Thunder Plank Redesign

(This is going to be a very nerdy blog post.  You’ve been warned)

Sometimes you’re in a hurry when you build something.  Your mind might be preoccupied or things just aren’t clicking for you.  In the end, you’re not happy with the results.  This was the case with my original Thunder Plank design.

The design wasn’t terrible, but could have been much better.  It was heavy and just felt clunky in my hands.  Everything about Skiff America is finesse and I didn’t want to screw it up with my heavy Thunder Plank.

Skiff America is like a little birdie, not a B52 bomber.

While I’m waiting for more epoxy to arrive, I’ve decided to redesign Thunder Plank.

Old vs New:

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The old version is shown on the left.  The new version is shown on the right.  The new version is slightly smaller in nearly every dimension.

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Underneath side of toilet seats showing the arrangement of cleating and the extended backer plate.

How does the new version differ from the old version?

  1. All mahogany materials
  2. No use of wood screws
  3. 3/8″ mahogany ply instead of 3/4″ baltic birch
  4. Mahogany cleats instead of baltic birch plywood cleats
  5. Backer plate is 1/2″ thick as opposed to 3/4″ thick
  6. Backer plate extends lower to make contact with the front bunks, preventing the seat from moving toward the bow.
  7. Addition of a forward cleat prevents the 5 gallon bucket from moving toward the stern.

(I warned you this was going to be a terribly nerdy post)

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The result of my newly designed Thunder Plank weighs in at a scant 1.4 lb.  That compares to the original design weighing 3.6 lb.  It now feels light and appropriate to fit inside Northern Cross.

Now I’m happy with my Thunder Plank and can move on to the next project.  

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Building the Thunder Plank

When you gotta go…you gotta go.  

Every well designed boat needs a system allowing the weary traveller to relieve oneself.

Here’s my solution:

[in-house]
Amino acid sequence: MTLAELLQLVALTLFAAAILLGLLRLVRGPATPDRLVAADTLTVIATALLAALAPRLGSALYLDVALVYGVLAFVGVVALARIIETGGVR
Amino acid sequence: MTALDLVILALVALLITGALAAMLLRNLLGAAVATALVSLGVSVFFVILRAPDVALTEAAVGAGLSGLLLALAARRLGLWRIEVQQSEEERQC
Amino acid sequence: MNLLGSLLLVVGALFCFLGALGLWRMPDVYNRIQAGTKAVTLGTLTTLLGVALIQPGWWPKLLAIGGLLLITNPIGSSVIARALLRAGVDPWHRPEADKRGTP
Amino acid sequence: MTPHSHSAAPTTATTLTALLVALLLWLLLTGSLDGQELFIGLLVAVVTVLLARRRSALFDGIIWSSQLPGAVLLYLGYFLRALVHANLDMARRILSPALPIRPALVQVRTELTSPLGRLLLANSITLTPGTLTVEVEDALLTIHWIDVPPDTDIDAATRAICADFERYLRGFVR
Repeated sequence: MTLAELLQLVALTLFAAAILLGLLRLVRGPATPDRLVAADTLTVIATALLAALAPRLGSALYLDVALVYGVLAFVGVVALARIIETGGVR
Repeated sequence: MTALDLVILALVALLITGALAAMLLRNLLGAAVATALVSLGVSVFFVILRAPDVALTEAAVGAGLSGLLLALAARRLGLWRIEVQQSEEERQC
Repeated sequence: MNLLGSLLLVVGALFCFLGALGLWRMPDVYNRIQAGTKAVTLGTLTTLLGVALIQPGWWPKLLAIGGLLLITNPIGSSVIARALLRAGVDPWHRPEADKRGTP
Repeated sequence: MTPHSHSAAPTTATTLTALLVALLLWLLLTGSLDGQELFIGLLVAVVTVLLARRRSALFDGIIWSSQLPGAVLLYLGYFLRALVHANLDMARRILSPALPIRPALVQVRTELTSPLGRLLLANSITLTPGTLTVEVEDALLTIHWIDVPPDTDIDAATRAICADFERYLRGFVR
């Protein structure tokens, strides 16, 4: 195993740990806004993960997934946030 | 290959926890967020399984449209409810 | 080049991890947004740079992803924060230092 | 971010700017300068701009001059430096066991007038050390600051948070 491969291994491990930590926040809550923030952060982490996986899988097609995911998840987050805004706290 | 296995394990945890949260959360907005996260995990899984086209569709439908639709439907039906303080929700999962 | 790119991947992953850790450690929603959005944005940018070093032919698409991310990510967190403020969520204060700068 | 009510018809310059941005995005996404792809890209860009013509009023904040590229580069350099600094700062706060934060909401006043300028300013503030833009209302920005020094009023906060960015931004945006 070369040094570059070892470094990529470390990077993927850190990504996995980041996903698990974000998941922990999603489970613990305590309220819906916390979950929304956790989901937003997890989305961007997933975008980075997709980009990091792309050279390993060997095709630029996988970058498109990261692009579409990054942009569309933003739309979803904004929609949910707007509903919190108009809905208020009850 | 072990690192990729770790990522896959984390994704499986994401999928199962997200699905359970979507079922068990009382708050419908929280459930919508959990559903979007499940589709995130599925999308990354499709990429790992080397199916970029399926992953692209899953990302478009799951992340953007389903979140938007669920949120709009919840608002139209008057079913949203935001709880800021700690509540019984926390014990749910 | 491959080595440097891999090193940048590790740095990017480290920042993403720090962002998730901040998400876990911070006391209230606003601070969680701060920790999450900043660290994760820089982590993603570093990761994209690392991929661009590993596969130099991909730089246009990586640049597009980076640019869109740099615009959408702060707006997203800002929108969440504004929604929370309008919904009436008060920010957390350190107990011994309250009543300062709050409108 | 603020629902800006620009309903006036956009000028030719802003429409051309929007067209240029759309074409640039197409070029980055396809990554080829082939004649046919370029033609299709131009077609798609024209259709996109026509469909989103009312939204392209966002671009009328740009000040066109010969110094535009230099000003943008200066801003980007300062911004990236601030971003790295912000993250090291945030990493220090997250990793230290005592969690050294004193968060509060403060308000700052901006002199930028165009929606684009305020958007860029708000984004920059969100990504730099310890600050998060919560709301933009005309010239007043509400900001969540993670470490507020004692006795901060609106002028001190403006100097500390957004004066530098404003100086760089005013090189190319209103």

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I started by tracing an elongated toilet bowel onto 3/4″ baltic birch plywood.

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I then cut out a pattern using my jig saw.

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Next, I added a backer plate so users would respect the boarders.  

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I then added cleating to the underside to center the board within the footwell and to keep the toilet bowel from drifting forward and aft.  I also added a cleat near the back of the seat to keep the bucket from shifting toward the bow.   

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Here you can see how I added the backer plate.

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Next, I needed a way to raise the bucket to the proper height under the toilet lid.

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The 2 pieces hook together to provide a stable base for the toilet.

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The bucket now fits up tight against the underside of the toilet seat, yet it can’t slide toward the bow, due to the under cleat.  

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Now I will line the bucket with disposable toilet bags.  These bags have a dry chemical added to them to sanitize the waste and allow you to dispose of them in any garbage receptacle.  You can buy them at Walmart.  They work very well and keep the mess all contained into one bag.  No dripping porta potty to drain and clean.  

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The backer plate hooks onto the mahogany seat cushion edge support.  This keep the toilet seat from sliding forward.  

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And, here’s the finished product.  I’ll keep all the essentials inside the 5 gallon bucket which stows perfectly under the aft bunk.  

Summary:

The Thunder Plank will provide us with an emergency way to relieve ourselves should duty call.  I now want to design a board for cooking and preparing a hot brew utilizing this same cleating system.